I’m not a fan of overly repetitive study strategies. Study strategies typically need some amount of repetition to work but for every bit of repetition you add to a routine you need to squeeze out a little bit of the logic.
Repetitive study strategies tend to work because they present information so many times that our brain thinks it must be important. At first your brain can come up with good reasons to think about the information. You might start noticing the sound the words make. You might find a rhythm to the knowledge.You might start thinking how that information relates to other stuff you know.
After a few minutes of repetition your brain starts to run out of easy things to think about related to the information. It may recall some of the previous thoughts you have but it gives up on developing new distinctions. And, at a certain point, the information just becomes second nature. You have a trigger for the information and you remember it without the strange detours.
Remembering information as second nature feels really good but it’s rarely objectively better than remembering it through strange detours. The funny thing about the strange detours is that they encourage your brain to turn up new stones and remember those stones better too.
For example, remembering 1898 was the start of the Spanish American war might make you think of Roosevelt and his rough riders that fought there. The next time you’re wondering when Roosevelt was president you may not know it off the top of your head but you’ll quickly realize it couldn’t be 1898 because he was busy in Cuba. You’ll suddenly be close to right on other information.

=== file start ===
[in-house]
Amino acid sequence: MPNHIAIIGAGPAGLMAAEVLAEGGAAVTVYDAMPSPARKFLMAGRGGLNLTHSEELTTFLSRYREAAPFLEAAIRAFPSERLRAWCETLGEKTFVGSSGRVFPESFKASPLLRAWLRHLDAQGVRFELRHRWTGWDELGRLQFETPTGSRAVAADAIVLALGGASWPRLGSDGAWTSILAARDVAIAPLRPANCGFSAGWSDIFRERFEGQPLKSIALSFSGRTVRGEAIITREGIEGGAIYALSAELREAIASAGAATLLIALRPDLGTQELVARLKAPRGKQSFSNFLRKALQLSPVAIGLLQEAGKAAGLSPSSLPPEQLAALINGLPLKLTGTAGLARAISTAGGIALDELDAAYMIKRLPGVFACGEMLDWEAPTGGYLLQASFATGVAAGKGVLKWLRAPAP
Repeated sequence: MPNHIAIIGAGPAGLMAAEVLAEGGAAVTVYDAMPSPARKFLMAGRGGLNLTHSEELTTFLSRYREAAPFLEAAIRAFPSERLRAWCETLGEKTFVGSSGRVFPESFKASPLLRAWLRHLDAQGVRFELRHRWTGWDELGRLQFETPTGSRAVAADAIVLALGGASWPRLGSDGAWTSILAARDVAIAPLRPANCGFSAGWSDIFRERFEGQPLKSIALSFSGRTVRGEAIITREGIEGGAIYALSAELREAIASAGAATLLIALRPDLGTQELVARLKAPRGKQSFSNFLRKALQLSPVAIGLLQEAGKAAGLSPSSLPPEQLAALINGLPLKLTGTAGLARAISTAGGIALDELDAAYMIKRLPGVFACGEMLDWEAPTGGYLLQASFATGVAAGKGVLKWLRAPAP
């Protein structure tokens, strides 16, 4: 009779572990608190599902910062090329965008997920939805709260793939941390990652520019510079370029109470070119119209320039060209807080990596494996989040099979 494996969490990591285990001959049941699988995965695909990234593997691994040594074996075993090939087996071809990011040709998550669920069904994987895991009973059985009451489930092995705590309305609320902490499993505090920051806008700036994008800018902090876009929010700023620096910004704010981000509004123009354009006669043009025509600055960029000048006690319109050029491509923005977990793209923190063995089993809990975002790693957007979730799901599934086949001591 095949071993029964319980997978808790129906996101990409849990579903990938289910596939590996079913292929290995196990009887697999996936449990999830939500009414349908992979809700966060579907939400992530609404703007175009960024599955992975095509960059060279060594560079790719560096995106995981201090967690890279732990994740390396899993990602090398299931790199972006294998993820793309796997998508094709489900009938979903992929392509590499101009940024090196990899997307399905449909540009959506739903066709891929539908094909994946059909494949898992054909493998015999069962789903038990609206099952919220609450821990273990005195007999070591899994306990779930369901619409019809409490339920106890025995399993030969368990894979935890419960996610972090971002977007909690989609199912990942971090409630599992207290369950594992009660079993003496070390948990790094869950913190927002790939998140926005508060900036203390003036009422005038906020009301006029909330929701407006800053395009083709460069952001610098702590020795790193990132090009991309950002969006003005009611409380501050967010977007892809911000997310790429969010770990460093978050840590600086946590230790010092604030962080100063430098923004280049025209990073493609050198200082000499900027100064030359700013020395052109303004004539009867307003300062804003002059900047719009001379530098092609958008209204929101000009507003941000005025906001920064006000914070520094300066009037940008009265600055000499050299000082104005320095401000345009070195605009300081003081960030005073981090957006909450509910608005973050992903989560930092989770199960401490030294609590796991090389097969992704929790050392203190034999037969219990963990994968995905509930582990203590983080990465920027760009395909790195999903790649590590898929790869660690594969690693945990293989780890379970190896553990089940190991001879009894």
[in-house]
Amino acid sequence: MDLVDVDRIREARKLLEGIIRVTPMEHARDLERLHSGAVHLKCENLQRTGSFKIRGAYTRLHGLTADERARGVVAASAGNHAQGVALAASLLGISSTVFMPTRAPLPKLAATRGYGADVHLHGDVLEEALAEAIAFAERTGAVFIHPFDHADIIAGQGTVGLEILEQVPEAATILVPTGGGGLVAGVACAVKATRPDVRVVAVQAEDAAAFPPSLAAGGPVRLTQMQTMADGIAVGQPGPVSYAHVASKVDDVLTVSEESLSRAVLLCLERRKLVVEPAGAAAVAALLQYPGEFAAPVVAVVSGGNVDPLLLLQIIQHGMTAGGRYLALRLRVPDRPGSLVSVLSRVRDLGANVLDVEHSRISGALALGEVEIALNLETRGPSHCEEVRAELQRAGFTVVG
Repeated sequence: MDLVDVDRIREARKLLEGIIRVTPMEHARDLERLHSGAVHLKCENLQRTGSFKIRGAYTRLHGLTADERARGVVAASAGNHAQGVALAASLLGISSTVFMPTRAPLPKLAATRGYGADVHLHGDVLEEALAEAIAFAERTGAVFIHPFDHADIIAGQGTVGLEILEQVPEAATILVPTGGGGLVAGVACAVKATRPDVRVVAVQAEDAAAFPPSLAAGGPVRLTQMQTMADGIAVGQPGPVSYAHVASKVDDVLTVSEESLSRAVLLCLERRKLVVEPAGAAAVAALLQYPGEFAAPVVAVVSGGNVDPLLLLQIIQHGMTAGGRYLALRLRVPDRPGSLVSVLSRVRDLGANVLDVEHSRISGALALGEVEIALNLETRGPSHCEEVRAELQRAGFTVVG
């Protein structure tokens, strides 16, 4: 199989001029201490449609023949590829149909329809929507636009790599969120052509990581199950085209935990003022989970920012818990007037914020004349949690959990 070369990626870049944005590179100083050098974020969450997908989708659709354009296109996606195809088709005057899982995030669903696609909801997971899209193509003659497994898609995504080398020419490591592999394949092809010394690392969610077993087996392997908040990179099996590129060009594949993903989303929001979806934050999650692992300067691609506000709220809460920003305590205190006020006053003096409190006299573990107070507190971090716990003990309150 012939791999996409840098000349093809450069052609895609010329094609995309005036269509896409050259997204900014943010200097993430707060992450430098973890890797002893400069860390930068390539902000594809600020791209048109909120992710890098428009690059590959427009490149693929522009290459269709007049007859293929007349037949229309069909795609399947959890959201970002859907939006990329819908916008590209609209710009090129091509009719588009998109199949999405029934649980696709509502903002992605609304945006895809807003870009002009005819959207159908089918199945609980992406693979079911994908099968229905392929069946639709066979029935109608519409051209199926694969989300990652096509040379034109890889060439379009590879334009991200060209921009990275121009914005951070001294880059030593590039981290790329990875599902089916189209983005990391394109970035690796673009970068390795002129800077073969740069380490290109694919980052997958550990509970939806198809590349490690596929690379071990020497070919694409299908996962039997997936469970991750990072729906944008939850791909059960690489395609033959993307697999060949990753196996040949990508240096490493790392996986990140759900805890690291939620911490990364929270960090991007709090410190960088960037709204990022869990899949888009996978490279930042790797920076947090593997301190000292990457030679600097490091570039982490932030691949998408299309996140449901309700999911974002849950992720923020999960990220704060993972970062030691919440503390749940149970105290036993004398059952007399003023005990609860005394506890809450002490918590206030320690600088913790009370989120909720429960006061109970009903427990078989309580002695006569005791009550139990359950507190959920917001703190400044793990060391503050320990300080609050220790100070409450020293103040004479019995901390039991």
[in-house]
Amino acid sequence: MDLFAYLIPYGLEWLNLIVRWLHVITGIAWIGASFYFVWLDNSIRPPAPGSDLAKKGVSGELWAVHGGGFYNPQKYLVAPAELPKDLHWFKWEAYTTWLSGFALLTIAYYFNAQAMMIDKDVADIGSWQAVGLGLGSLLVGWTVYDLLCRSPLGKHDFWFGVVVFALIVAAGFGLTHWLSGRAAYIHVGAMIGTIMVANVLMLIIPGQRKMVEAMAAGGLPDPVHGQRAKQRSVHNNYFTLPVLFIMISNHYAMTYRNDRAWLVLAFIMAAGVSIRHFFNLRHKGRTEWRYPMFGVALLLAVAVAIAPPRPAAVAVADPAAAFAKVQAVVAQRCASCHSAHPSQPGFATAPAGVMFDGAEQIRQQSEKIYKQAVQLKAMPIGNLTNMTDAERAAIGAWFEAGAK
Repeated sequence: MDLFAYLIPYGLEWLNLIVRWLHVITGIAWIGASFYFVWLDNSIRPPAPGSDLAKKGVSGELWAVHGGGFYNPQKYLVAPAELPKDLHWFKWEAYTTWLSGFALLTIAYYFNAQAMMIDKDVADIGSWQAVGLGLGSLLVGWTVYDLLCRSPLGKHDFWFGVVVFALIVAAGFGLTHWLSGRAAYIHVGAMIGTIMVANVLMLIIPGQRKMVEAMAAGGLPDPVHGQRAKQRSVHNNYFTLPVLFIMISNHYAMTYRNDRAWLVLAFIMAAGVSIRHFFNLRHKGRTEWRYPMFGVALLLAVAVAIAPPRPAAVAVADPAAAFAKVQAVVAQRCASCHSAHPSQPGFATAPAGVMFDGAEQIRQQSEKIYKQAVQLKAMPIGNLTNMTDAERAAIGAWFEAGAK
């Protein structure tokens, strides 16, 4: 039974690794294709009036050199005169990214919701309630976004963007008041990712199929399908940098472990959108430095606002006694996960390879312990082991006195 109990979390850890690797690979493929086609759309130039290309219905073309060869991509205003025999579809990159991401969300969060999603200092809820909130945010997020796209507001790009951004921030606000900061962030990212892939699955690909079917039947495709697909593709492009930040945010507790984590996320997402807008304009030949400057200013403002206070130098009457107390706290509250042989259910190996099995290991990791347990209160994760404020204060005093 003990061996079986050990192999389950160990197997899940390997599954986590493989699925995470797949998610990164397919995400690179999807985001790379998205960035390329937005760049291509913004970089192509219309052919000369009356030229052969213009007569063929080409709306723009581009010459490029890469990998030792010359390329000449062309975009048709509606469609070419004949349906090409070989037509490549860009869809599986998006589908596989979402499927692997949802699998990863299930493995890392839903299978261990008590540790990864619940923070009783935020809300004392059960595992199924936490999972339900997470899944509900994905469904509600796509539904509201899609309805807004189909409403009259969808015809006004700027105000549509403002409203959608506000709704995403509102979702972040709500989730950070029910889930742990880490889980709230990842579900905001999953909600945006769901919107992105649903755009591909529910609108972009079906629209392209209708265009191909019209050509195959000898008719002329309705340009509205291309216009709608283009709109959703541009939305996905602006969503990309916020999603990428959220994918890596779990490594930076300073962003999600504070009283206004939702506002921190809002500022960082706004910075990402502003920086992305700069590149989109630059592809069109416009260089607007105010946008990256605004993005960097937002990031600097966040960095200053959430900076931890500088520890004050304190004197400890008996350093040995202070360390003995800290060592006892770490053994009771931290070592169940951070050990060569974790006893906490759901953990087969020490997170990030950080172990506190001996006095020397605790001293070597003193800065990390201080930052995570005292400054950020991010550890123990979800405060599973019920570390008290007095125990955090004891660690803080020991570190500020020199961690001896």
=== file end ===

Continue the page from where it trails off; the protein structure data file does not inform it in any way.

When information becomes second nature you stop making those extra connections with other information in your brain. And, really, as soon as those new connections stop being made it’s probably time to stop studying that information.
Every Journey Starts With A Single Step
If there is one thing I’ve learned in life…
It’s that decisions are about risk.
I’m going to tell you some stuff that sounds pretty crazy.
Want to learn:
- Why You Screwed Up In The Past Because Of The Things They Forced You To Do – And What To Do Instead
- How To Get A Top Score (Even If You’re Failing Assignments Now)
- 5 Biggest Reasons Students Get Bummed And Give Up
- How to prepare for a test so well that test day is easier than studying
- Learn to predict what’s on the test with (almost) perfect accuracy
- How to use the most science-backed study strategy to study in a fraction of the time
That’s the kind of stuff we keep bottled up for people that sign up to our email list. Including tons of members-only articles.
Now let’s get back to decisions…
You can take a chance and sign up for this email list… Or you can never take a shot.
What’s the risk here?